A tree up to about 100 ft high. Leaves ovate to rhomboidal, the base tapered rounded or slightly heart-shaped, the apex pointed, 2 to 4 in. long, 1 to 21⁄4 in. wide, silky hairy on the veins beneath, margins wavy, edged with fine hairs, veins in seven to eleven pairs; leaf-stalk 1⁄4 to 3⁄8 in. long. Husks about 5⁄8 in. long, furnished with long bristles, those near the base enlarged into linear or spathulate appendages; peduncles stout, thick, somewhat downy, about 1⁄2 in. long.
Native of Japan, where it forms considerable forests. The tree itself and its timber are similar in most respects to the common beech. Botanically it differs chiefly in the leaflike appendages attached to the base of the husk; the latter is also more truncate at the base than in F. sylvatica. F. crenata is also closely allied to F. orientalis (q.v. for the marks of difference).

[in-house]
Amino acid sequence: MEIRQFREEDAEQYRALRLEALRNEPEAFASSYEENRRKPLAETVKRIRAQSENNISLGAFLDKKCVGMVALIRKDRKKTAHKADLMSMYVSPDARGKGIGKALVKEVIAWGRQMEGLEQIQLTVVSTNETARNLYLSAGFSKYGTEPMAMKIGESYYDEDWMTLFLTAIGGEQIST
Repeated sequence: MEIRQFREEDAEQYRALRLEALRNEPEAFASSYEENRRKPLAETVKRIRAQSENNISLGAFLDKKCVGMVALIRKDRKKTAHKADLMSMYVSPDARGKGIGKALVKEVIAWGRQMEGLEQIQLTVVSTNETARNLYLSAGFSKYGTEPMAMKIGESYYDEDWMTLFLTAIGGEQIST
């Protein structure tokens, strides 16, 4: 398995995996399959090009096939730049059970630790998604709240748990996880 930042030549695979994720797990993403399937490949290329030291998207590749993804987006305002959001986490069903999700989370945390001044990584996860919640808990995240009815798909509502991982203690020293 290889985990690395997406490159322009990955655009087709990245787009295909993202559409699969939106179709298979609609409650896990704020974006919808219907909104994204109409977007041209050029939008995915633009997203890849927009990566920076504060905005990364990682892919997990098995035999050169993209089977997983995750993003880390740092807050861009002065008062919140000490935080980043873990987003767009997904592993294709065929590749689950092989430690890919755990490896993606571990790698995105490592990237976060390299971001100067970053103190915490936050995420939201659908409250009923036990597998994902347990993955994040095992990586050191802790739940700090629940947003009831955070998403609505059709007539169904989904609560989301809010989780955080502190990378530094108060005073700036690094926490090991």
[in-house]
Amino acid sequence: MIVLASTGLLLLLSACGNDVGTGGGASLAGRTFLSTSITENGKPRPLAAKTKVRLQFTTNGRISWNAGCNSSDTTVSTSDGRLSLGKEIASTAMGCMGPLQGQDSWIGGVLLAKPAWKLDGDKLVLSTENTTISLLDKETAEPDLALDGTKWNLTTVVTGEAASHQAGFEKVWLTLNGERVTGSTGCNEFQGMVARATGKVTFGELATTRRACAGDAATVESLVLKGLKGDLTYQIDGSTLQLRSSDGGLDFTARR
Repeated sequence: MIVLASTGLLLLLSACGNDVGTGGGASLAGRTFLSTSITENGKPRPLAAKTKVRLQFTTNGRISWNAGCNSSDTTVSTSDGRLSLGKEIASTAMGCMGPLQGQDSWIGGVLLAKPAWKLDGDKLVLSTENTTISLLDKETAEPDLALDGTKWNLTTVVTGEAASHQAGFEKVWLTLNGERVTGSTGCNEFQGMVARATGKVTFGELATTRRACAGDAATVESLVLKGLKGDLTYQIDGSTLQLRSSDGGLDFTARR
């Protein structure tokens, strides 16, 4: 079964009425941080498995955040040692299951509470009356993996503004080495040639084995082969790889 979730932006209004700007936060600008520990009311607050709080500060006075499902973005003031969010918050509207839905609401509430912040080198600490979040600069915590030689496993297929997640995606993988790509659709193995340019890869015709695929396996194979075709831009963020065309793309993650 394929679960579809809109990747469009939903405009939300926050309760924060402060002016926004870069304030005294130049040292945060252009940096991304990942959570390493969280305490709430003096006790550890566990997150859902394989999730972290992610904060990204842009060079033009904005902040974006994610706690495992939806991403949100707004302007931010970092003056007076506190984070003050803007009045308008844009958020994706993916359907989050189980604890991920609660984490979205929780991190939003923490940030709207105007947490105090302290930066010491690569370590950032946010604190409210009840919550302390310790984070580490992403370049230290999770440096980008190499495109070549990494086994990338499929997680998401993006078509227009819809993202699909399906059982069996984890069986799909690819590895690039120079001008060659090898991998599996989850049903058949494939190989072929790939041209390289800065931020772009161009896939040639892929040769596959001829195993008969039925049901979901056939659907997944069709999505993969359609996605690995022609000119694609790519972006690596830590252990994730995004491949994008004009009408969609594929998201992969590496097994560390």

F. crenata is not common in cultivation but two trees at Kew are referred to it. One, pl. 1910, is 34 × 21⁄2 ft and the other, pl. 1921, 30 × 2 ft (1969).